The oft-quoted and oft-misattributed line “History if written by the victors” has always been wrong. With enough spin, with enough apathy from the victors, the loser’s narrative can take hold and dominate the conversation. Like global warming denialism or creationism, there is no need to “win” the debate among academics. So long as enough of the lay public believes the spin, that’s all that’s’ needed.
The spin de jour are the increasingly feeble attempt to salvage the meaning of the Confederate flag. In the wake of the Charleston Church Shooting of June 17, 2015, discussion of the place of the Confederate flag has resurfaced given that the shooter, Dylann Roof, was an unrepentant white supremacist who idealized the Confederacy, Apartheid South Africa, and the former Rhodesia. This idealization goes hand-in-hand with the Confederate Flag flying at full-mast over the South Carolina Statehouse, while the American flag is at half-mast in honor of the victims of the shooting.
Given the sordid and twisted history associated with the “Rebel flag,” the continuing flying of that flag by any and all municipality and state government - South Carolina most of all - is an insult to not only the victims of the shooting, but all victims (direct and indirect) of white supremacy of the last 300 years.
By no means am I suggesting the Confederate flag should be banned from sale, or excised by society at large, a là Germany and Nazi insignias. But any decent human being should look at that flag and view it for what it is: the failed symbol of traitors who sought to expand a slave-holding society across a continent. The Confederacy deserved to die, and so should any nostalgia for it.
Yes, any one should be able to wave the Confederate flag at their own pleasure. But society at large should view those individuals as they would any loon waving the Nazi flag or the Islamic State’s banners: as people far outside decent society. But why has American society humored the Confederate flag-waving for so long?
Simply put, it is because of lies and apathy.
The Civil War was caused because of slavery. End of discussion. There is no historical debate over this question, and yet contemporary opinions outside of academia continue to push the lie that the Civil War was due to “state’s rights.” The simple rejoinder to that lie - “a state’s right to do what?” - should tell you how flimsy that idea is. And yet it continues to persist. High Schoolers are taught this lie under the well-meaning intent to show complexity to historical events. The problem is that while analyzing the minutia of battles, of individual motives, and of war-time strategies are themselves complex, the ultimate roots of the war are as simple as they are tragic.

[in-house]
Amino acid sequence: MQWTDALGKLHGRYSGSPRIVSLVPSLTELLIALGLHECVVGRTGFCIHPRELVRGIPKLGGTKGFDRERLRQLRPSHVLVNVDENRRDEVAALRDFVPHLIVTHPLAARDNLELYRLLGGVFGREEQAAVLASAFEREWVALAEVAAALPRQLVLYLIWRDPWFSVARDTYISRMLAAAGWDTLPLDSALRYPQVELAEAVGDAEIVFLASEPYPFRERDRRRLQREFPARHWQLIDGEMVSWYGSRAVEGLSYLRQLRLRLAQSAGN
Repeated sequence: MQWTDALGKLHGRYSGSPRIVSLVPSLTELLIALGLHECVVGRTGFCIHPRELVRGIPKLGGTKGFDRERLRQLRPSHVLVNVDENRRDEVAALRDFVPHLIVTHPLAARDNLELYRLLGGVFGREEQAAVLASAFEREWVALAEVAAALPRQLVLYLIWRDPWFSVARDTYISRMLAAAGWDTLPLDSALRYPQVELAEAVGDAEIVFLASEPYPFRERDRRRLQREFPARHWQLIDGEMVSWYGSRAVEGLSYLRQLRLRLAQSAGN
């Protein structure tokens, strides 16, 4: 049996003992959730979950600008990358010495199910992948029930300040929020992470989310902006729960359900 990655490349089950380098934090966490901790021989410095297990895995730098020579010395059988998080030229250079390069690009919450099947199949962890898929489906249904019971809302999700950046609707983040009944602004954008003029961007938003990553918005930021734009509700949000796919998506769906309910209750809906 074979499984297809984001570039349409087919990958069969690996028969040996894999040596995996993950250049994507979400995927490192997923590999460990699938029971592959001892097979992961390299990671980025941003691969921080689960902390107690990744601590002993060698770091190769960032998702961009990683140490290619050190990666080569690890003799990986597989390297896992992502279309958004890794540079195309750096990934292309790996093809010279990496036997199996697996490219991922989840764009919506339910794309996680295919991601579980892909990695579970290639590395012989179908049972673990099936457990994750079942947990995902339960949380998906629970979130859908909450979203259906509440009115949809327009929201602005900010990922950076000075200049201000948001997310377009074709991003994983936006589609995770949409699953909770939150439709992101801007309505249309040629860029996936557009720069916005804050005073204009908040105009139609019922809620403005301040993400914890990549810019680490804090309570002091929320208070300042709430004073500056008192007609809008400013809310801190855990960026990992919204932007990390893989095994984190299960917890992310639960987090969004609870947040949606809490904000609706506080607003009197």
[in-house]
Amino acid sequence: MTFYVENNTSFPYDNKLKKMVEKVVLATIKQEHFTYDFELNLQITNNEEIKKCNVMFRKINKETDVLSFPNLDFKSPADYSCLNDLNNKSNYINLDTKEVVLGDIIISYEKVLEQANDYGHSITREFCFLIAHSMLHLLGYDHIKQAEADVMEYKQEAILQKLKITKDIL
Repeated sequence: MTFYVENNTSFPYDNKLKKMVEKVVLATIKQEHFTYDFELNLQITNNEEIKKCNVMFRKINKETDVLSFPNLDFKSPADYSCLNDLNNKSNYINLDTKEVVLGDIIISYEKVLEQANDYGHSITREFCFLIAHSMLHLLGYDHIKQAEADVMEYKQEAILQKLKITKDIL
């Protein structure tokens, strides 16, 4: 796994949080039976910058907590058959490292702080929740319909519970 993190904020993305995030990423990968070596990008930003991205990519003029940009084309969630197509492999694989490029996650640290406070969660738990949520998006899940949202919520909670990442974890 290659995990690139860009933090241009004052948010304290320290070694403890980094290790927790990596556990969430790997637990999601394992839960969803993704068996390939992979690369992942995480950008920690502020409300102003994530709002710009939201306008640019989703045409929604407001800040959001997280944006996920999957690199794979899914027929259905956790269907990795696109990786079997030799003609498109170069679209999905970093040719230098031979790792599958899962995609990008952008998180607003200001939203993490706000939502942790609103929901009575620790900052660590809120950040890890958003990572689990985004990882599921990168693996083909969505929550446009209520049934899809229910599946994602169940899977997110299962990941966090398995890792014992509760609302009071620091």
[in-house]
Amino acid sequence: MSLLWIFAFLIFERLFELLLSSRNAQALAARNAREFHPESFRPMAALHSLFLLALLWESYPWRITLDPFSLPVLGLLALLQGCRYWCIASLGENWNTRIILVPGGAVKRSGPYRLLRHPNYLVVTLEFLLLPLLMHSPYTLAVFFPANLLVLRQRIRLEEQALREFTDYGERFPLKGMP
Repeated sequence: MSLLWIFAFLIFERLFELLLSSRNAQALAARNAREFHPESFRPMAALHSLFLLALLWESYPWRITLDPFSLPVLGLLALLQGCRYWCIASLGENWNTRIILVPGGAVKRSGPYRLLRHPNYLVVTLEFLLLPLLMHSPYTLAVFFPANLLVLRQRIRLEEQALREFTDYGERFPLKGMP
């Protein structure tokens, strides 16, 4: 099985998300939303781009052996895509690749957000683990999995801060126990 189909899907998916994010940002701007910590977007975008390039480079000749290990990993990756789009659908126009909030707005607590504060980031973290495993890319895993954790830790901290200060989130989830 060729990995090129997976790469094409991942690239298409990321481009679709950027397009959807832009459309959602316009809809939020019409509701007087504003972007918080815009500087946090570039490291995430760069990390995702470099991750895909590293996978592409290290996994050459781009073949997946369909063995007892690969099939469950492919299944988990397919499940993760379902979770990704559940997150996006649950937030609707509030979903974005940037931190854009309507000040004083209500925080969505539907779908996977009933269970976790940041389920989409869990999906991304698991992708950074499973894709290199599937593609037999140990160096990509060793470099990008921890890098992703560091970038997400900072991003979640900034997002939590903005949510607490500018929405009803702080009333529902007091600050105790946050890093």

This tragedy cannot be denied. Over 700,000 Americans died as a result of the war. And for what? The proposition that men can own men? And women? And children? On the basis of skin color? There’s nothing redeemable about this. Nothing at all. And yet, that’s the kicker: when confronted with such a horrible excuse, people create new myths to justify their collective actions. So the goal to preserve slavery became to “defend state right.” This Lost Cause became a lie that continues to this day, because so many people would rather deny the obvious that comprehend the horrors committed by their ancestors.
They’re not alone in this, and given the rash of denialism around the world towards genocides and atrocities, we can say that this reaction is “natural.” But whereas Germany has taken an active stance in combating revision and to fully recognize the magnitude of Nazism's horrors, this was not (and is still not) the case in the United States. Because while Nazism died when the Red Army sacked Berlin, American white supremacy didn't die. Jim Crow would metastasize as a result of Reconstruction's failure, and exist for another century until the Civl Right Acts of the 1960s ended it. But the racism that fueled it didn't die, only to recede under the surface where it still exists, manifested by Dylann Roof.